11. Create a presentation.
Decide on a format and create your presentation from your text and images. Some options are two-dimensional mock-ups on poster board, a PowerPoint presentation, a Web-based presentation or a Flash animation.

12. Make your presentation to the class.
Present your exhibition, and then listen to the presentations of your classmates. Did you succeed in making the subject interesting to other teenagers? How did other groups make the subject interesting? How did this project change your view of medicare?

13. Use the rubric to evaluate your work.


In this Webquest, you had the opportunity to create an exhibition while learning about the history of medicare in Canada and the people and organizations that played a role in establishing the system that exists today, as well as the regional activities and the costs associated with it. We hope that this activity increased your knowledge and appreciation of medicare as an important social program, as well as your awareness of the Making Medicare History as a useful source of authoritative information.

Evaluation Rubric

Knowledge Level 1: Beginning
1 point
Level 2: Developing
2 points
Level 3: Accomplished
4 points
Level 4: Exemplary
6 points
Research Skills Uses few strategies. Takes no notes. With help, uses some strategies. Takes some notes. Attempts to organize information. Uses several strategies. Conducts organized research from this Web resource with some assistance. Independently conducts organized research using all relevant  components of the Web resource, consults other reputable Web sites, and organizes research findings.
Technology Skills Requires assistance to access and use electronic sources of information provided. Requires some assistance to access and use electronic sources of information provided. Independently accesses and uses all electronic sources of information provided. Independently accesses and uses all electronic sources of information provided, accesses extra information, and assists other class members.
Teamwork Team unable to agree on theme, storyline and method of presentation. Team agrees on theme but not all members participate in final decision. Members are unsatisfied with process and result. Team agrees on theme. Unclear if all members are unsatisfied with process and result. All team members participate in defining the theme. All members are clearly satisfied with the process and result.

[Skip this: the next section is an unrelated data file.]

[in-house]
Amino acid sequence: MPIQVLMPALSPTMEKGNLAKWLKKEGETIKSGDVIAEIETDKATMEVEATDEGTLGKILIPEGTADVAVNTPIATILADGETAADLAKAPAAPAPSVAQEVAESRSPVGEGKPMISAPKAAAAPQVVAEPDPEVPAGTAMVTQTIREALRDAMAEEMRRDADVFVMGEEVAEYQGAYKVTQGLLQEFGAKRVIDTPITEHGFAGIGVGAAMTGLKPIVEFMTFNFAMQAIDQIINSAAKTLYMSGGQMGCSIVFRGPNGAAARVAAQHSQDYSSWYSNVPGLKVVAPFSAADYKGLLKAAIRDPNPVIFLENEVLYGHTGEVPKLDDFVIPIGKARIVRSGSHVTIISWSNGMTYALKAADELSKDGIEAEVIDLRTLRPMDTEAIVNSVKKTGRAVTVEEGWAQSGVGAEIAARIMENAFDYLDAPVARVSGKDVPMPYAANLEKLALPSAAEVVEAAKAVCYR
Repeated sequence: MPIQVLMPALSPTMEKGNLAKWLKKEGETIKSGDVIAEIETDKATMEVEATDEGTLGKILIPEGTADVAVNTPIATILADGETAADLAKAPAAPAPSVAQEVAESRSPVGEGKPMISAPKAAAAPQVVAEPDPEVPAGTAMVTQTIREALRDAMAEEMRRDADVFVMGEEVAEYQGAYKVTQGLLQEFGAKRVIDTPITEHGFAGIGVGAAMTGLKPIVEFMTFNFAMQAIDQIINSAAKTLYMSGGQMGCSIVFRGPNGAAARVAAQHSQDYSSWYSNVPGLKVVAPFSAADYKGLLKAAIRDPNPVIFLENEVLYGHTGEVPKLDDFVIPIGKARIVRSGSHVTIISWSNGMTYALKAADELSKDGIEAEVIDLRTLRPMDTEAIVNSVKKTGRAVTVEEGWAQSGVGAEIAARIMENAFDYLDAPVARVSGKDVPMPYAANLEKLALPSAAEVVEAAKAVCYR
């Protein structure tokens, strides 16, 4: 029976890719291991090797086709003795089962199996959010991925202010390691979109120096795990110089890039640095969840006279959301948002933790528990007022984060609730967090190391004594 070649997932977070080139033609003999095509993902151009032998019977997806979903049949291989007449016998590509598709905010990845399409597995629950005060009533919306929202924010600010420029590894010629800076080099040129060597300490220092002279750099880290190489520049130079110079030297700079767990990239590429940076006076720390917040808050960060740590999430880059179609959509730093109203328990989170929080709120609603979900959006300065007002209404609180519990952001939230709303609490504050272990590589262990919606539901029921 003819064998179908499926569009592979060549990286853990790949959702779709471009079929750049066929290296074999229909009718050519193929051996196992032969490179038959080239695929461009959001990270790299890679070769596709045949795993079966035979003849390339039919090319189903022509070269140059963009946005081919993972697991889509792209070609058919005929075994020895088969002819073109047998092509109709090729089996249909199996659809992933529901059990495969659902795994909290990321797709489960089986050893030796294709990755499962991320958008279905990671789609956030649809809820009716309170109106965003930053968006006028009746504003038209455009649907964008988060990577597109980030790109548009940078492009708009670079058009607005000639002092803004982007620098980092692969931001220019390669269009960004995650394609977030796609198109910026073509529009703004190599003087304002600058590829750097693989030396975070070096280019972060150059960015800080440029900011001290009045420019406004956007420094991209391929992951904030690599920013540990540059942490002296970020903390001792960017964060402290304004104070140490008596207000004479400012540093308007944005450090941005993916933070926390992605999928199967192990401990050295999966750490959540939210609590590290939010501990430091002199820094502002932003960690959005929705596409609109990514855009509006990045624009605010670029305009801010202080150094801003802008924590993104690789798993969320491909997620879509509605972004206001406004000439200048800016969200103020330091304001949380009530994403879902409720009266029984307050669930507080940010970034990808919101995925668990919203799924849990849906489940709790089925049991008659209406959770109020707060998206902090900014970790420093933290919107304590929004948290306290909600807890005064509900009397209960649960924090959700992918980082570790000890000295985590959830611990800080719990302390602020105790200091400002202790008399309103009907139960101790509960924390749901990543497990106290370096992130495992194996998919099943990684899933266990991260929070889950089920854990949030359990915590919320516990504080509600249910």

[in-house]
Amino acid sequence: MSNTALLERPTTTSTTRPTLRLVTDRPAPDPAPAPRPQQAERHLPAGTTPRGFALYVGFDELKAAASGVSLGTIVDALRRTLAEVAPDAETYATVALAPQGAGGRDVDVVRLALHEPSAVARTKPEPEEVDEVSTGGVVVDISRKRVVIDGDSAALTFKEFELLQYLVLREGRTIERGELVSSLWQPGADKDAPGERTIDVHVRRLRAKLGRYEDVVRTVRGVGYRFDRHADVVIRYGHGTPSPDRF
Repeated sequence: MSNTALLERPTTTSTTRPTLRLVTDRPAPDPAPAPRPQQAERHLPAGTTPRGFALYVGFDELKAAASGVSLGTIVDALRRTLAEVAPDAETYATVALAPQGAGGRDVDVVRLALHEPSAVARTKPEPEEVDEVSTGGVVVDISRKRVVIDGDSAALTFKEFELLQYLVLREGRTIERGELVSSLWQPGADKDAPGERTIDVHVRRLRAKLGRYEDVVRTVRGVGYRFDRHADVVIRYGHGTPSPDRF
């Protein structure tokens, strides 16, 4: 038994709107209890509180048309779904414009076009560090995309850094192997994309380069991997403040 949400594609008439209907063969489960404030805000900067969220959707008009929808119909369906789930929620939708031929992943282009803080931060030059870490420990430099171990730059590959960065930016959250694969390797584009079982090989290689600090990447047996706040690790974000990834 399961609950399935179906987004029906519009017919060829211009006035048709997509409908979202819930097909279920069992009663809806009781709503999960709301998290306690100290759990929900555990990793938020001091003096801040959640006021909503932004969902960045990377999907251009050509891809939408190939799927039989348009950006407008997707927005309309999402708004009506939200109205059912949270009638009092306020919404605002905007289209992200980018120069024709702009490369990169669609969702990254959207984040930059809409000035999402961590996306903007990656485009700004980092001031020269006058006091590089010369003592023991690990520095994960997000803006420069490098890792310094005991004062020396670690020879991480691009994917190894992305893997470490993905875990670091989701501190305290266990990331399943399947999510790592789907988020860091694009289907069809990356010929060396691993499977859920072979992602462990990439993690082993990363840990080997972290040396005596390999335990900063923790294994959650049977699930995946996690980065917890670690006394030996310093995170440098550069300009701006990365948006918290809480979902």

Presentation Skills Reads notes to class and shows static images with no additional commentary. Uses notes as guideline but does not read them. Presents static images and text with some commentary. Uses presentation outline effectively. More than one presentation strategy used, such as PowerPoint, digital images, mock-ups of Web pages. Uses presentation outline effectively. Successfully uses various presentation strategies, such as PowerPoint with visual and text media, animated images, sound and commentary.
Communications Skills Rarely communicates with clarity. Rarely uses appropriate vocabulary. Sometimes communicates with clarity. Sometimes uses appropriate vocabulary. Usually communicates with clarity. Usually uses appropriate vocabulary. Consistently communicates with clarity. Consistently uses appropriate vocabulary.
Problem-solving Skills Unable to follow steps required to complete Webquest. Is able to follow steps required to complete Webquest with assistance. Is able to follow steps required to complete Webquest independently. Is able to follow steps required to complete Webquest independently, and assists other team members achieve overall objective.
Application of Skills and Concepts Shows little understanding of how Web resource could be used. Shows some understanding of how Web resource could be used. Shows good understanding of how Web resource could be used. Shows thorough understanding of how Web resource could be used.

Total Score /42

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    Date Created: April 21, 2010